John L. Sorenson: Which is often. The safe thing to do is to prepare oneself for that in advance by saying the right things and presenting the evidences. For example, I think that evidences should not be presented as proof. I think there is no set of data that could constitute proof for certain people. No matter what one did, these people would never admit to having evidence sufficient for their satisfaction. Other people have long since had it proven by whatever “evidences” there are already. There is so much variation from person to person that you can’t speak here in generalities at all. We are talking in subjectivities. But I prefer the view that I am trying to illuminate the scriptures when possible, first for my own sake, and then to others if some facts appear to constitute evidences. In some cases that has happened. But I would prefer just to call these evidences facts that provide illumination or enlightenment about the scriptures for me.

I am not interested particularly in “proof” because, as a missionary recently wrote after I sent him a batch of material to use in preparing for a confrontation with a minister, “You were right; he wouldn’t listen at all.” Of course not. If a person wishes to listen, then he or she will listen. Now, there is a class of people in the middle who would like to be persuaded, but who are not persuaded at the moment because some obstacles have been placed in their way. Though that group is very small, it deserves our consideration. Even for them I would say that it is not evidence and not proof, but a consistent shedding of light that is important. I feel it is most important to show that our first commitment is to truth. If that is how we present our material, then we don’t have to be so concerned about whether some individual judges it to be invalid.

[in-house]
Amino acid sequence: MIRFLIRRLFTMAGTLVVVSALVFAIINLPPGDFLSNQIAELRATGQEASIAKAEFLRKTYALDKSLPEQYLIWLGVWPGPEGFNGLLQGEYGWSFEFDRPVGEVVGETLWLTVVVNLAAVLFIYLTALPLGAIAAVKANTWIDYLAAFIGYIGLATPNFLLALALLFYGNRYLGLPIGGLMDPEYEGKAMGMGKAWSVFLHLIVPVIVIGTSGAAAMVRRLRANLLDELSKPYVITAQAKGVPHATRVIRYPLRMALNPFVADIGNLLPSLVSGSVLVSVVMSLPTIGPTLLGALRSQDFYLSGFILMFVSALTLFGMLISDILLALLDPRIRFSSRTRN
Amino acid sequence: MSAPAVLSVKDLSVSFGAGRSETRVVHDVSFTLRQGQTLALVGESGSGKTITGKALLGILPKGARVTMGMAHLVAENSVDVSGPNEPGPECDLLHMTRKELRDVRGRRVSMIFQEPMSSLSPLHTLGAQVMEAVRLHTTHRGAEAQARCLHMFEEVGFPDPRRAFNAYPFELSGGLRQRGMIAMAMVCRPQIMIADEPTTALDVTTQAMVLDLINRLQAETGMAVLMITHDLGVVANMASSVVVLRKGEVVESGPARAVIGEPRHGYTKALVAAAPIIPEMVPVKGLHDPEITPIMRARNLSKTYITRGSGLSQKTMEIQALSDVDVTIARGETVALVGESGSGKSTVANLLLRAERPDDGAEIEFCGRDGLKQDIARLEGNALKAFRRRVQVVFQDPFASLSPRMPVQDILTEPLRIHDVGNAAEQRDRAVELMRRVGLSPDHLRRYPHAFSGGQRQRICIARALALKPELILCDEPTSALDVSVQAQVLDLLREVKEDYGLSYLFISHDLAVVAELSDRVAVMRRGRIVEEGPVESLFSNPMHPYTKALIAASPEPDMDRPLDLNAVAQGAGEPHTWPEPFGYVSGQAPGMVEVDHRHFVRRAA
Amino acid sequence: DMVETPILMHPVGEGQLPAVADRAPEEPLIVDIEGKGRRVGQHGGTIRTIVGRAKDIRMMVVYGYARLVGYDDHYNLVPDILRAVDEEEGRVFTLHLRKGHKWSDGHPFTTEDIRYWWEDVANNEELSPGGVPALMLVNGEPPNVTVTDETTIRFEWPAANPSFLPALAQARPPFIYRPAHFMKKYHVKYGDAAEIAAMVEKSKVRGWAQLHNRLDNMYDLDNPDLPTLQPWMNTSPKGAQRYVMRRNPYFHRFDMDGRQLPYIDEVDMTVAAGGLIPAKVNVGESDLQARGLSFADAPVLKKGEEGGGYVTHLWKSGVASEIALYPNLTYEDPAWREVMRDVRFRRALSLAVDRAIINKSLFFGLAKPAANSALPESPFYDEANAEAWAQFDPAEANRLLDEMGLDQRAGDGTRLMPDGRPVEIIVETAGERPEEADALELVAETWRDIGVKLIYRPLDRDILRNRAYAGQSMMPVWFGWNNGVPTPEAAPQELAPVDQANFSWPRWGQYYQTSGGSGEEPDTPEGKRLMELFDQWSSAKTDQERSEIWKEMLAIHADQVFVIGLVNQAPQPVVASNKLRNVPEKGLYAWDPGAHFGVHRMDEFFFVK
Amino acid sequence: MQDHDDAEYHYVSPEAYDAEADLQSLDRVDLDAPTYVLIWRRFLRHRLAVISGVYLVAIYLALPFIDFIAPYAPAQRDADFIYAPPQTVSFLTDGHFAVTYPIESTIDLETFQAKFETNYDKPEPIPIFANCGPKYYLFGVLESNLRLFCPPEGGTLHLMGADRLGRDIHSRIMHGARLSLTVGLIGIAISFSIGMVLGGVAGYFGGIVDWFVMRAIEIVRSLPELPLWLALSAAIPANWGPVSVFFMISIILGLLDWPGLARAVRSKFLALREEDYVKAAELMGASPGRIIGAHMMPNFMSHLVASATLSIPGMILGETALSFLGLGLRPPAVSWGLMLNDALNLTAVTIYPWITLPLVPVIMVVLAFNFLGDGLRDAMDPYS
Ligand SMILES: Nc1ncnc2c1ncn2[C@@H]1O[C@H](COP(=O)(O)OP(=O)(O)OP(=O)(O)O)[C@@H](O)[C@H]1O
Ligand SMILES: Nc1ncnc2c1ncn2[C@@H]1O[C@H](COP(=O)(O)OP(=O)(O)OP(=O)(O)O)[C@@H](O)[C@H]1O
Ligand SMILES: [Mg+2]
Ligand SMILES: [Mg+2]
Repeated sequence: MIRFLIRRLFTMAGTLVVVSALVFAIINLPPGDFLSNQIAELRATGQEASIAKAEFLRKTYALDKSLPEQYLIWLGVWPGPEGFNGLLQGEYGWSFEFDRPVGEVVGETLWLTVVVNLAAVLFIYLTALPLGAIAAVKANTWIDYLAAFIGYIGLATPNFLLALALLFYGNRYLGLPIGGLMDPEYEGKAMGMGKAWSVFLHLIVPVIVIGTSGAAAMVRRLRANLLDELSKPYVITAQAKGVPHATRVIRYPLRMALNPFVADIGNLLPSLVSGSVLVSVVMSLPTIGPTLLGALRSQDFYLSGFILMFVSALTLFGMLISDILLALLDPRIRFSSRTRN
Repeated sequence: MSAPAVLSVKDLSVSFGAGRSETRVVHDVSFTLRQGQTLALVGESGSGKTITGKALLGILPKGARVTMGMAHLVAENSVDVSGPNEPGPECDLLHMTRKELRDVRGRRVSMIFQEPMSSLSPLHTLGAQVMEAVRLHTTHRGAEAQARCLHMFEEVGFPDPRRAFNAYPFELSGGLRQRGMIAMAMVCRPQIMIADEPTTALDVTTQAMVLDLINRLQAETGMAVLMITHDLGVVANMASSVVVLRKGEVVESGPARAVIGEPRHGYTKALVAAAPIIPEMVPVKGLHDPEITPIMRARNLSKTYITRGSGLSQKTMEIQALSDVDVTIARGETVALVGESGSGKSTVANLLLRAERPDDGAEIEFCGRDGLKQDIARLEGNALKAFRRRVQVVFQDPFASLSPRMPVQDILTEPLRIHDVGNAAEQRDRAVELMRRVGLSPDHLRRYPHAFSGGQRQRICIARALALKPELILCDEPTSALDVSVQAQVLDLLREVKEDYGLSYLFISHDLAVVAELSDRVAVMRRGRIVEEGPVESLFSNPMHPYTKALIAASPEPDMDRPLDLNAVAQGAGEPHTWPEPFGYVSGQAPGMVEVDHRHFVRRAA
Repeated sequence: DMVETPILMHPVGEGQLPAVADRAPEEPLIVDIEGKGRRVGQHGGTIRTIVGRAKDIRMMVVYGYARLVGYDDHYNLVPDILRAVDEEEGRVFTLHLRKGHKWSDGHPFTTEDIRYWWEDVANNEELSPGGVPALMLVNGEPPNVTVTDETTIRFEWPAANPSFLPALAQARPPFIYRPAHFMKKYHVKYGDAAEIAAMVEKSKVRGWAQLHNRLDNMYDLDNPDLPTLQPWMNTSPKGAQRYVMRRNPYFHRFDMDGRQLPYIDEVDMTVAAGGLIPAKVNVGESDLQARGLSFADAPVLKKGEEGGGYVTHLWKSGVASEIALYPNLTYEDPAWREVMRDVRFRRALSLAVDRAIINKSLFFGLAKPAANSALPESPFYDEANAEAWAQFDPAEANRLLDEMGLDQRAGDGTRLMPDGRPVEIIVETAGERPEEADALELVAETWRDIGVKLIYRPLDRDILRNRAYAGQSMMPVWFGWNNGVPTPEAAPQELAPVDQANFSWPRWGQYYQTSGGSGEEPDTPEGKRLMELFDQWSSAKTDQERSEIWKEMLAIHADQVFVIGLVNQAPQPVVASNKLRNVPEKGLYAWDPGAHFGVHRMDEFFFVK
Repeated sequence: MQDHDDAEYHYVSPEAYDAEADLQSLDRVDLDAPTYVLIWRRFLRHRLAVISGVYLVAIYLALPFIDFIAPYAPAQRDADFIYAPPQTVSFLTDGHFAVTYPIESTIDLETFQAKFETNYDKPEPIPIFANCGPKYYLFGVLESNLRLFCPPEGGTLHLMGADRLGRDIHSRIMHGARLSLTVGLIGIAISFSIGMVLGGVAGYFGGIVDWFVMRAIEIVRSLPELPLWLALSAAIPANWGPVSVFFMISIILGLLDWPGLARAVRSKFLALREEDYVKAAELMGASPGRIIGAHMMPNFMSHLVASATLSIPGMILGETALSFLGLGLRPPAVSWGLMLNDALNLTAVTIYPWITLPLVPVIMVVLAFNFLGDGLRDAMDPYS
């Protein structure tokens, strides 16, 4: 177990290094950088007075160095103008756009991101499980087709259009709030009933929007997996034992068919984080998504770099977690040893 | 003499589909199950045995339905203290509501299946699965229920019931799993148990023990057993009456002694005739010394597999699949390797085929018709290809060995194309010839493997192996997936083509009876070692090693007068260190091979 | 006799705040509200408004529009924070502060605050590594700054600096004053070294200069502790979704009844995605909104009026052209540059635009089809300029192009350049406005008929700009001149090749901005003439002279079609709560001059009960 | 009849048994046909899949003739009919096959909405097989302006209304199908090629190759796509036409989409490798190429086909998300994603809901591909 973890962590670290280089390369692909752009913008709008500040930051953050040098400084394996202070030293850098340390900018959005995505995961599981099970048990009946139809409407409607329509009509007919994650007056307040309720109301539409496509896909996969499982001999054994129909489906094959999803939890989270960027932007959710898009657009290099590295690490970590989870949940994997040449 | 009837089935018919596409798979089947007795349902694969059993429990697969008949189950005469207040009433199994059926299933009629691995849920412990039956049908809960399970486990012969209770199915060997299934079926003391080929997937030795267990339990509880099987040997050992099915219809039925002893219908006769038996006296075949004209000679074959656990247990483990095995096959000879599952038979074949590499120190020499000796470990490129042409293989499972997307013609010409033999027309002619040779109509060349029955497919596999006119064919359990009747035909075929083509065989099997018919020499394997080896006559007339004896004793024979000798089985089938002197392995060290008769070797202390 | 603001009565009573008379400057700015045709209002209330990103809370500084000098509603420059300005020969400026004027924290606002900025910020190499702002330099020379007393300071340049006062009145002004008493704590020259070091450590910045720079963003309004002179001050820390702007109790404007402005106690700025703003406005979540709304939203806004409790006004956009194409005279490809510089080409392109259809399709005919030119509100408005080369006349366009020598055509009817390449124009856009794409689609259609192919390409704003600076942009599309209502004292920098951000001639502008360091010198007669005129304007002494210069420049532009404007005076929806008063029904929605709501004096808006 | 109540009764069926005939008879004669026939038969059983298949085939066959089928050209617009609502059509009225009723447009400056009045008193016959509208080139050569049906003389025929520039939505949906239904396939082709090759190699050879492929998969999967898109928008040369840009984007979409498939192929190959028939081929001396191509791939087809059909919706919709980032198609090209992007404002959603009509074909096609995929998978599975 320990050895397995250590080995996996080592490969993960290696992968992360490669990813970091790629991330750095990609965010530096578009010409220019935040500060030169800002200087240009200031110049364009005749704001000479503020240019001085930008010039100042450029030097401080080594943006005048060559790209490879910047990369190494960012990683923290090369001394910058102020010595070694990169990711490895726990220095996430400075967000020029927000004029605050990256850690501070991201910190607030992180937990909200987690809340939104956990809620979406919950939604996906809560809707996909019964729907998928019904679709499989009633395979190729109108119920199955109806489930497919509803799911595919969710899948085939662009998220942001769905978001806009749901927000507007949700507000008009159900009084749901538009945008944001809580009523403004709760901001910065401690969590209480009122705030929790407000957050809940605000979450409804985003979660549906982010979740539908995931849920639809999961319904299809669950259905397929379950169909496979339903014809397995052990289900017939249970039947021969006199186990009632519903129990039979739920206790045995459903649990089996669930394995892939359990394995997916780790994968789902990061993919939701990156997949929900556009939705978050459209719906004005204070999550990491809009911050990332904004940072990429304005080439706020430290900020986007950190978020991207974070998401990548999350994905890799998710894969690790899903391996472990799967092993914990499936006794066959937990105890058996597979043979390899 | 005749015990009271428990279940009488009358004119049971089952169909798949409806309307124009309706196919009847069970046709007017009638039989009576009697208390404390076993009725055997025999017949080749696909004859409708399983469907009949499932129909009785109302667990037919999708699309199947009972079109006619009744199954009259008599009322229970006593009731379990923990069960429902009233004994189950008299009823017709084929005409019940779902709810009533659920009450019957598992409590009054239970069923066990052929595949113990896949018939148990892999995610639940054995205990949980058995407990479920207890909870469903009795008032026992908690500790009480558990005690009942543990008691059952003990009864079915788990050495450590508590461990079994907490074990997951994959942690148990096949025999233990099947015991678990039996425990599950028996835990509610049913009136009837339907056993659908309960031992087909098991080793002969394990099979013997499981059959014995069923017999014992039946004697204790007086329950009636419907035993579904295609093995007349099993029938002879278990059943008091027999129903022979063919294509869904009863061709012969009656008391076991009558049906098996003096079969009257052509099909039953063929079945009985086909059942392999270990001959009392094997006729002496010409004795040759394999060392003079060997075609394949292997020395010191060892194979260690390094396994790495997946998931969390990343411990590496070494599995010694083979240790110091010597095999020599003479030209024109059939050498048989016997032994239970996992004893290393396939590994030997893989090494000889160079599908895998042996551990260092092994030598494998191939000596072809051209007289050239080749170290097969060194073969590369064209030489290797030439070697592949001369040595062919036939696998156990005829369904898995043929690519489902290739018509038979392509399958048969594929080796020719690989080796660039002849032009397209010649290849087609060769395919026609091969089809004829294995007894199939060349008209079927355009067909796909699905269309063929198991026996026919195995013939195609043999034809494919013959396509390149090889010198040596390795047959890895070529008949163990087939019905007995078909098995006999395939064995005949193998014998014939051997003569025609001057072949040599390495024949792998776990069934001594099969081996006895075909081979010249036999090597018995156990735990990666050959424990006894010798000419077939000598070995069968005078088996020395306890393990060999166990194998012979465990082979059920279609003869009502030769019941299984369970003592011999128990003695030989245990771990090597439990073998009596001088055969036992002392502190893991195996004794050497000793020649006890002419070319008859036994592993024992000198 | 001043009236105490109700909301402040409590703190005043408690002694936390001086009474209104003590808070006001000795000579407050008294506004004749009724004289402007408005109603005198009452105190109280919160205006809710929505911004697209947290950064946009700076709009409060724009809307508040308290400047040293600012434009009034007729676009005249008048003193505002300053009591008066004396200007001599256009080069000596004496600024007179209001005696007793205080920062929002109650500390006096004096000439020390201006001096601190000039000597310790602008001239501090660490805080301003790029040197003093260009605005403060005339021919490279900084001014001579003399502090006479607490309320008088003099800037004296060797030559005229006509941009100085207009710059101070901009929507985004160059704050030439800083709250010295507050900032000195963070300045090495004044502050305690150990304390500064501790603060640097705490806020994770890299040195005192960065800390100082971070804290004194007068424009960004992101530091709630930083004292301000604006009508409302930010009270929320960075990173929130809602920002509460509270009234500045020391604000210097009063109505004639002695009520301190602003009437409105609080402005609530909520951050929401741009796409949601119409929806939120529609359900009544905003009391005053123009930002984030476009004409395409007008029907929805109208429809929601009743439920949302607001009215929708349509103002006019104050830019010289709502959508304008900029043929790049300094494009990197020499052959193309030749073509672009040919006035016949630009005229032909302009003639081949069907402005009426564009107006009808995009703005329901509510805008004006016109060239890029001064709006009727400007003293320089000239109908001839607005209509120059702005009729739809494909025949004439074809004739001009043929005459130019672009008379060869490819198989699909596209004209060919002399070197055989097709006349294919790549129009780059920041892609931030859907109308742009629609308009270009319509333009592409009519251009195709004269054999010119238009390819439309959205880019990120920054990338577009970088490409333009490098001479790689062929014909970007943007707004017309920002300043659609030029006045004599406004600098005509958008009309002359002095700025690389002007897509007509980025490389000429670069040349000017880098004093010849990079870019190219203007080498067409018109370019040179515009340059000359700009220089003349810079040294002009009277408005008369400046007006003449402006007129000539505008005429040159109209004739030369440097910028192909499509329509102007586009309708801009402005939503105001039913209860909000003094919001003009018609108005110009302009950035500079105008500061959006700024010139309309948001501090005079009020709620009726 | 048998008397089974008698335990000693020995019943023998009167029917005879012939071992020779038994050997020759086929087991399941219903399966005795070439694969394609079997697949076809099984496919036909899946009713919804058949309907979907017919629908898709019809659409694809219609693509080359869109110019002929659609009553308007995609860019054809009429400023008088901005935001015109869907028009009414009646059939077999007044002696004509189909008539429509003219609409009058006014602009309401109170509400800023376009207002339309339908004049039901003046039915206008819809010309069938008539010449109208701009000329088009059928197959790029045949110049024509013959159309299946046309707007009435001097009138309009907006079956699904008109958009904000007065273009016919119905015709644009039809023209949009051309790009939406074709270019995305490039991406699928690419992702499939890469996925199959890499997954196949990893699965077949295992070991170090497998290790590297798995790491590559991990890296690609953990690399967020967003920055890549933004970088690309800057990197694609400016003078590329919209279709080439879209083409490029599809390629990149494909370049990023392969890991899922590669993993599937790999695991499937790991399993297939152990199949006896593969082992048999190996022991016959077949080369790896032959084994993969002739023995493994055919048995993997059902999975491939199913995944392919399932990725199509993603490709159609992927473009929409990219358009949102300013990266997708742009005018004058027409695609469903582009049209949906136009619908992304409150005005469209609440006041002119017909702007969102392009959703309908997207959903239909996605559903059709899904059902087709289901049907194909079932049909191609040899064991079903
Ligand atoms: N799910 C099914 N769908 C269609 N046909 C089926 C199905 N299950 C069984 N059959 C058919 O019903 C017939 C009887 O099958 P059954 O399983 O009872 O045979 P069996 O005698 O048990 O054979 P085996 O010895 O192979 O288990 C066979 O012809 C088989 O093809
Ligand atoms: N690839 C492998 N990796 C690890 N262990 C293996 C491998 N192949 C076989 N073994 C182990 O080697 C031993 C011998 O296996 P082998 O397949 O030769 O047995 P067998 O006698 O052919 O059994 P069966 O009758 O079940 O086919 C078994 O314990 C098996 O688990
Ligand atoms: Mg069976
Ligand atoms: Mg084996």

It is also important to take the offensive more—to show at the beginning that science is no more reliable in many ways than is religious experience. Scientific results are always going to change. Surely a hundred years from now we will consider that what we knew in the 1980s was extremely limited. Why should we take it all that seriously? We have to be a little sophisticated about the tentativeness of science. Good scientists are, in fact, tentative. That is why most arguments on this matter are with nonscientists or poor scientists. They haven’t learned how unreliable current knowledge is.